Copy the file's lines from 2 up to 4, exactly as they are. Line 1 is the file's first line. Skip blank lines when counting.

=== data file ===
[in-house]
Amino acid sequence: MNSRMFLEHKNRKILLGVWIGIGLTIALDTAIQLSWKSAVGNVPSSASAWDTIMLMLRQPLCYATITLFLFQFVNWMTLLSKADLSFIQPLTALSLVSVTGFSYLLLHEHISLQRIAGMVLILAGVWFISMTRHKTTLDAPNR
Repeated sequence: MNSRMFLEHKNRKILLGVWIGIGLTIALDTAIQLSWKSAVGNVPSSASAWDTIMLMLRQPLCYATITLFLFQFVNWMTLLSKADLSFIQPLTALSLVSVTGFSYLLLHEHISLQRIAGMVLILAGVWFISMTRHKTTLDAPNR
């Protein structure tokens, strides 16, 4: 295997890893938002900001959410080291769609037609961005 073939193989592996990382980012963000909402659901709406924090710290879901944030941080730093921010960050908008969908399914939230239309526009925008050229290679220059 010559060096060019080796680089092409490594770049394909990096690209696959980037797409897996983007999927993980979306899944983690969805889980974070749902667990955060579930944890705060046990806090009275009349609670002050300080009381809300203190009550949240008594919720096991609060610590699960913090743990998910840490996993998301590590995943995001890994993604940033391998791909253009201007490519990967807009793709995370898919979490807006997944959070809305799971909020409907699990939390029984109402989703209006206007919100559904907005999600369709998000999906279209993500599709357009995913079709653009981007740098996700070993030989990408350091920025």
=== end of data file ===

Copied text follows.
Amino acid sequence: MNSRMFLEHKNRKILLGVWIGIGLTIALDTAIQLSWKSAVGNVPSSASAWDTIMLMLRQPLCYATITLFLFQFVNWMTLLSKADLSFIQPLTALSLVSVTGFSYLLLHEHISLQRIAGMVLILAGVWFISMTRHKTTLDAPNR
Repeated sequence: MNSRMFLEHKNRKILLGVWIGIGLTIALDTAIQLSWKSAVGNVPSSASAWDTIMLMLRQPLCYATITLFLFQFVNWMTLLSKADLSFIQPLTALSLVSVTGFSYLLLHEHISLQRIAGMVLILAGVWFISMTRHKTTLDAPNR
């Protein structure tokens, strides 16, 4: 295997890893938002900001959410080291769609037609961005 073939193989592996990382980012963000909402659901709406924090710290879901944030941080730093921010960050908008969908399914939230239309526009925008050229290679220059 010559060096060019080796680089092409490594770049394909990096690209696959980037797409897996983007999927993980979306899944983690969805889980974070749902667990955060579930944890705060046990806090009275009349609670002050300080009381809300203190009550949240008594919720096991609060610590699960913090743990998910840490996993998301590590995943995001890994993604940033391998791909253009201007490519990967807009793709995370898919979490807006997944959070809305799971909020409907699990939390029984109402989703209006206007919100559904907005999600369709998000999906279209993500599709357009995913079709653009981007740098996700070993030989990408350091920025």